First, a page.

Many people do not create a living will for several reasons. For starters, some people believe they are too young to need one. Also, some people do not know enough about the purpose of a living will and aren’t curious enough to find out. Finally, some people do not wish to think about end-of-life issues.
According to a 2020 survey of 2,400 Americans, just six percent of respondents had a living will. The rest of the survey participants either do not know what a living will is or have just been unable to create one. There are many compelling reasons for making an effort to create a living will, regardless of your age or current health. This article will explain The Importance of a Living Will, What It Is, and Why You Need One.
What is a living will?
A living will is a document that states your wishes for medical treatment if you cannot make decisions for yourself. It allows you to state in advance which treatments you do and don’t want and can help ensure that your wishes are carried out even if you can’t communicate them yourself. If you don’t have a living will, your loved ones may have to make difficult decisions about your care when they are already grieving.
Why you need a living will:
There are many reasons why you might need a living will. If you become seriously ill or injured, a living will ensure you receive the medical treatment you want and avoid unwanted interventions. It can also help reduce conflict among your loved ones about what kind of care you should receive. And if you are in a vegetative state or coma, a living will prevent you from being kept alive on life support against your wishes.
What Can You Include in a Living Will?
The purpose of a living will is to record your treatment decisions and preferences in the case of incapacity. The most frequent subjects covered in the document include:
1. Organ and Tissue Donation:
You can use your living will to express your wishes about organ and tissue donation. You can state whether you want to be an organ donor, which organs you wish to donate, and whether you want to donate your body to science.
Organ donation is a personal decision, and there is no right or wrong answer. You may feel strongly about donating your organs, or you may not want to donate them. You may also have mixed feelings and want to donate some organs but not others. Whatever your wishes, it’s essential to make them known in advance so your loved ones can carry out your wishes if you cannot do so yourself.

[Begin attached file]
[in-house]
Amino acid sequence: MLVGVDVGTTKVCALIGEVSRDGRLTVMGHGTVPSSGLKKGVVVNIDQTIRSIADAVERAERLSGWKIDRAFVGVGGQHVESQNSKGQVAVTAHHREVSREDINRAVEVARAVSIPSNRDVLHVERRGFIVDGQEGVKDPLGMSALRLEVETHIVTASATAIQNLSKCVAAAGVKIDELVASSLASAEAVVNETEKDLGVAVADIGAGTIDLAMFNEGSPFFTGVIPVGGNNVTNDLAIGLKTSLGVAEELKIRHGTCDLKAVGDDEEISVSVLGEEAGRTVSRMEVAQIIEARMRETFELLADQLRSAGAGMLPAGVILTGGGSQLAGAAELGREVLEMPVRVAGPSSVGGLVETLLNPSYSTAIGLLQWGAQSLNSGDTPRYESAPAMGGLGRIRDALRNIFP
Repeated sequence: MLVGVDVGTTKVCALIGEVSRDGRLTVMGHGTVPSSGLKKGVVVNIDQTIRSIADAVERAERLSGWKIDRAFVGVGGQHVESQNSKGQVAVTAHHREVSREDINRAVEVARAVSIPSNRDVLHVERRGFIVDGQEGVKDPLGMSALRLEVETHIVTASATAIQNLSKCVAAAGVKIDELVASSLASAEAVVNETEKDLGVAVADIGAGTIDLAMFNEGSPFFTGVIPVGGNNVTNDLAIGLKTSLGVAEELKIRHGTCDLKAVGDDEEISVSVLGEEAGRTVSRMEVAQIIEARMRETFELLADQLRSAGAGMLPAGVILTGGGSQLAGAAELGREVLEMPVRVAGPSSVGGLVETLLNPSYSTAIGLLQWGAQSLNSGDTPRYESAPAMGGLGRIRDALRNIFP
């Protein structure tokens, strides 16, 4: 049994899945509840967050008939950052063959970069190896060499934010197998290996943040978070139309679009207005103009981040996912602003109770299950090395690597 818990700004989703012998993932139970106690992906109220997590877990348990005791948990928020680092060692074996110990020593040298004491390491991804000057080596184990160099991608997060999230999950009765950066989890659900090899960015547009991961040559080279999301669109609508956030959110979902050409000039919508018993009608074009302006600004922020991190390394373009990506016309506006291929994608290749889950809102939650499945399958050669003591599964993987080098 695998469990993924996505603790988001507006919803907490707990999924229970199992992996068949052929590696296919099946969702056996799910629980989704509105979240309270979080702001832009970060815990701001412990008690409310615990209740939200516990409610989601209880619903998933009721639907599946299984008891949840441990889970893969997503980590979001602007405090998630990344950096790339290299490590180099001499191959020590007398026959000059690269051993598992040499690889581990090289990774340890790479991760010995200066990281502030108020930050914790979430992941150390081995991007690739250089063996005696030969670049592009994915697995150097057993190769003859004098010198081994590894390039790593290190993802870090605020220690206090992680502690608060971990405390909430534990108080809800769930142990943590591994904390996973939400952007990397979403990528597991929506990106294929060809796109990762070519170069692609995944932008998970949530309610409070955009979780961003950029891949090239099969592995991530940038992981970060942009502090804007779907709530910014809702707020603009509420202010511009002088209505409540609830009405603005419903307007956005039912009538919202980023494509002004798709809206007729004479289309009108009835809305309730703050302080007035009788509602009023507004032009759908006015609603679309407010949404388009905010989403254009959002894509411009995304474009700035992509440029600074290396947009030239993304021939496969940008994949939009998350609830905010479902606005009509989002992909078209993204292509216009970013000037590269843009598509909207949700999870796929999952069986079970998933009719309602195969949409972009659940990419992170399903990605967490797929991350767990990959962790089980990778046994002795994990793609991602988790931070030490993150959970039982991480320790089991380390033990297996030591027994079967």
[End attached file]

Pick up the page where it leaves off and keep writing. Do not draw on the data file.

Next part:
Resuscitation is a medical procedure that is used to restart your heart and breathing if they stop. It can be done using CPR (cardiopulmonary resuscitation) or by using a machine called a defibrillator.
Some people feel they do not want to be resuscitated, while others want every possible measure taken to prolong their lives. You can use your living will to express your wishes about resuscitation so that your loved ones and medical team know what you want if your heart or breathing stops.
3. Medical Treatments:
You can use your living will to express your wishes about which medical treatments you do and don’t want. For example, you may not want to receive dialysis or have a feeding tube inserted if you are in a coma.
Some people also use their living wills to state their preferences regarding pain management. For example, you may want to receive pain medication even if it may shorten your life. Others may not want to receive pain relievers if it means they will be less aware of their surroundings.
Your living will can include as much or as little detail about your medical treatment preferences as you like. The important thing is that you make your wishes known in advance so that your loved ones and medical team can follow them if you cannot communicate them.
4. Life Support:
Life support is a type of medical treatment used to keep you alive when your body can no longer do so on its own. It can include machines such as ventilators, feeding tubes, medications, and other treatments.
Some individuals do not want to be kept alive on life support, but others believe that every feasible action should be taken to extend their life. You can use your living will to express your wishes for life support so that your loved ones and medical team know your desires if you cannot articulate them yourself.
5. Palliative Care and End-of-Life Wishes:
Palliative care is a type of medical care that focuses on relieving the symptoms of a disease rather than curing the disease itself. It can be used to treat any serious illness, but it is often used for terminally ill people.
End-of-life wishes are personal preferences about how you want to be cared for during the end of your life. These can include where you want to die, whether you want to be resuscitated, and what type of funeral or memorial service you would like.
You can use your living will to express your wishes about palliative care and end-of-life decisions. This can be a helpful way to ensure that your wishes are carried out if you are unable to communicate them yourself.